Finally, it must be remembered that the IPCC reports are highly conservative and are regularly revised ‘upwards’. This results from the highly scrutinized process and editing by the many countries that are involved. Consequently, the outcomes of the Report are highly robust and generally we can expect that the reality will turn out to be worse.

Further info…  http://www.realclimate.org/index.php/archives/2013/09/the-new-ipcc-climate-report/    http://thinkprogress.org/climate/2013/09/27/2681861/15-things-ipcc-report/   http://www.businessspectator.com.au/news/2013/9/27/science-environment/warming-hit-home-australians-ipcc .

A few other points to note in AR5:

Atlantic Meridional Overturning Circulation (AMOC) research shows this current is likely to slow (between 10% and 35%). This slowing is likely to impact on the European climate (make the region colder).

Sea Level Rise is expected to be between 0.3m and 1.0m for the range of scenarios (slightly increased from AR4). There is insufficient confidence in the empirical assessments to include them even though they predict up to double the rise. Also, the contribution of Antarctica is still not fully included due to the uncertainty of the actual melting there. Many researchers consider destabilization of marine based Antarctic ice (such as in West Antarctica) to be a serious risk.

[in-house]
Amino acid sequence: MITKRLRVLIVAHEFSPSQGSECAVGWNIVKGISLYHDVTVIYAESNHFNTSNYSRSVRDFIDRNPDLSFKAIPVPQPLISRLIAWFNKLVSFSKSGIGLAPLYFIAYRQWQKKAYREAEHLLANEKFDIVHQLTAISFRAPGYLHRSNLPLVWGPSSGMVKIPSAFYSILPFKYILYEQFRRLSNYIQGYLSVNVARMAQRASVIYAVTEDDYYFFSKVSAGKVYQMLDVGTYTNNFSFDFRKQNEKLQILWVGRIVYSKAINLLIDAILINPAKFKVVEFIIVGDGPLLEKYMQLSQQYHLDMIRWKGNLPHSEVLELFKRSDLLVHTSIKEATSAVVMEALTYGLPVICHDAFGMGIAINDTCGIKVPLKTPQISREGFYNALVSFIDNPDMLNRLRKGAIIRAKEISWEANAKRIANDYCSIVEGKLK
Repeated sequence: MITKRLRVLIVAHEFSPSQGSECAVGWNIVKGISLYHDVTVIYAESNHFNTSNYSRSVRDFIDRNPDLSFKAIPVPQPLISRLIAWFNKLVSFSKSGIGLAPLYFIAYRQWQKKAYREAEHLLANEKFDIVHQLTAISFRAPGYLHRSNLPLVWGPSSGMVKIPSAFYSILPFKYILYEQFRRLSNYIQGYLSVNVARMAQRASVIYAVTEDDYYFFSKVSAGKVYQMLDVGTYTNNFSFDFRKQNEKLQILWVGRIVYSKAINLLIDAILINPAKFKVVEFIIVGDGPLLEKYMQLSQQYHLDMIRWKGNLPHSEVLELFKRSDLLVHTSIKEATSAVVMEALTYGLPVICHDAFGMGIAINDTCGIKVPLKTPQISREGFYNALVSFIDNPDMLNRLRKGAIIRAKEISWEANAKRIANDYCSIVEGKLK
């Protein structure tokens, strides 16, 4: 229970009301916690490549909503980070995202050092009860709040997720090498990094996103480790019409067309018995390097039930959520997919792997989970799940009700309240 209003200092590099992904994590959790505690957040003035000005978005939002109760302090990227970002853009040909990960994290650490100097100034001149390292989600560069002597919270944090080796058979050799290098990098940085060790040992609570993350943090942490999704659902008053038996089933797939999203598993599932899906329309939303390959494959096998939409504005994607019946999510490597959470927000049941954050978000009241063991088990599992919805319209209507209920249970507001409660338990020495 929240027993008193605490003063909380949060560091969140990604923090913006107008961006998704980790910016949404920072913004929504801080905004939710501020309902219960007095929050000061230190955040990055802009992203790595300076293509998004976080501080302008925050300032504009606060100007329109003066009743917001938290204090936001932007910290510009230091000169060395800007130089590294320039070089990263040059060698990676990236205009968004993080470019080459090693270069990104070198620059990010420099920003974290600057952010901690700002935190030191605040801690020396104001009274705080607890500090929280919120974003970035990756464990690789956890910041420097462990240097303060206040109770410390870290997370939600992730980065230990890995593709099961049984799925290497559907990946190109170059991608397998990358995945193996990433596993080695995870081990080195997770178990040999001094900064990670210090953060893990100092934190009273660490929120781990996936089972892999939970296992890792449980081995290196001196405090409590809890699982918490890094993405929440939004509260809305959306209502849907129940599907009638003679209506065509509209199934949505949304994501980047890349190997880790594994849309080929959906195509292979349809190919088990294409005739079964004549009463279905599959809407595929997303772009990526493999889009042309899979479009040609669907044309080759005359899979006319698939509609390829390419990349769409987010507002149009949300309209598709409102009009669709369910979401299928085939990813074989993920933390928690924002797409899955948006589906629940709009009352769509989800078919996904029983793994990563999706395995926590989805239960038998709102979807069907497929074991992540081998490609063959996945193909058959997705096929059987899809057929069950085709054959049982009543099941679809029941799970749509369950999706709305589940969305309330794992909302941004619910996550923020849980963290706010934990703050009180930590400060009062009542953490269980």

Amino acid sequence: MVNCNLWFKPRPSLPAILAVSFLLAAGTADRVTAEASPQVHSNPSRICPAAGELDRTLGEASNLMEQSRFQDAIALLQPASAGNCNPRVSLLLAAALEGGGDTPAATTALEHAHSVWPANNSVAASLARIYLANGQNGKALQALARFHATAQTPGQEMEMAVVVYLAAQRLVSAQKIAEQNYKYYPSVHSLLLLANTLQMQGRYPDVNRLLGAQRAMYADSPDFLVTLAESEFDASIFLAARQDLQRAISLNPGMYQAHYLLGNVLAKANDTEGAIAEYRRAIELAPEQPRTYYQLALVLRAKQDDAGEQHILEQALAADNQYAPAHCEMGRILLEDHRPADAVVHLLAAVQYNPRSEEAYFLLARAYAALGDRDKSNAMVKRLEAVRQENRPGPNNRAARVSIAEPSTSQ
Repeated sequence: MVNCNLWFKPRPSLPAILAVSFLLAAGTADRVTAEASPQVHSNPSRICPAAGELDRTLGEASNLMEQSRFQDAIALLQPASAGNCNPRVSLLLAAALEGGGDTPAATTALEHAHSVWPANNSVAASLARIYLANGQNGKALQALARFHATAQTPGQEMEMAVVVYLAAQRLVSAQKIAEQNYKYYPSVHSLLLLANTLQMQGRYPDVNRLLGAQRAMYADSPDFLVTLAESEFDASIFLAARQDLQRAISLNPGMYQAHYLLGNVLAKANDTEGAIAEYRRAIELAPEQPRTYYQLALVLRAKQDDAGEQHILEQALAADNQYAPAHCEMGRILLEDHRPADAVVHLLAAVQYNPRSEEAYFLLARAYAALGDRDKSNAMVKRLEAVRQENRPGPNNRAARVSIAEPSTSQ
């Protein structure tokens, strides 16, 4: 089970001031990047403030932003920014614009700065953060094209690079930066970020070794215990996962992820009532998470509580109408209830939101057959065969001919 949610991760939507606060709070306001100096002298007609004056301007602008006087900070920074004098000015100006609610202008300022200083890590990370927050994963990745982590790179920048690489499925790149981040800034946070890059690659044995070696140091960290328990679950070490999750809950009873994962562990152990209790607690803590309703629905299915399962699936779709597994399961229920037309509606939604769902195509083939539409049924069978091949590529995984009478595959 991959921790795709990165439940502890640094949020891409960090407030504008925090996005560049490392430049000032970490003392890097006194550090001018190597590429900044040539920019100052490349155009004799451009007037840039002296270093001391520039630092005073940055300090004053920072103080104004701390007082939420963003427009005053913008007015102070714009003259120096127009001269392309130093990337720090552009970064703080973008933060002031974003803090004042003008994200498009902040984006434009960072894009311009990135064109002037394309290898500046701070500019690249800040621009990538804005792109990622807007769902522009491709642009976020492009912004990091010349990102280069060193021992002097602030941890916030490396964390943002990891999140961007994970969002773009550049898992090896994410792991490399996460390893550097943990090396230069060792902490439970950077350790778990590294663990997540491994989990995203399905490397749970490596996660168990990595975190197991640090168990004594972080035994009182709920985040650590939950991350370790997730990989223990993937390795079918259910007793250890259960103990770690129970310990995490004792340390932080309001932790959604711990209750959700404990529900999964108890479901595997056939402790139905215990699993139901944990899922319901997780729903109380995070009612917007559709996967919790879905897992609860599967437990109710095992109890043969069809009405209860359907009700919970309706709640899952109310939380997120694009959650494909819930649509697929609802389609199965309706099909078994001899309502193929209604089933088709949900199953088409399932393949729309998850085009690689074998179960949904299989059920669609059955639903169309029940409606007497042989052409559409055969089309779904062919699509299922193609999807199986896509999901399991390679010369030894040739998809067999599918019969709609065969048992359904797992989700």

Ocean acidification is very well defined as it depends directly on the emissions that occur. The values for reduction in ph (i.e. acidification) are:-   0.15 for RCP4.5, 0.2 for RCP6 and 0.31 for RCP8.5.

Large climatic changes are already locked in and likely to continue for centuries, unless GHG’s are actively removed from the system. Around 25% of the CO2 released will remain in the atmosphere for 1000 years, even if we stopped now.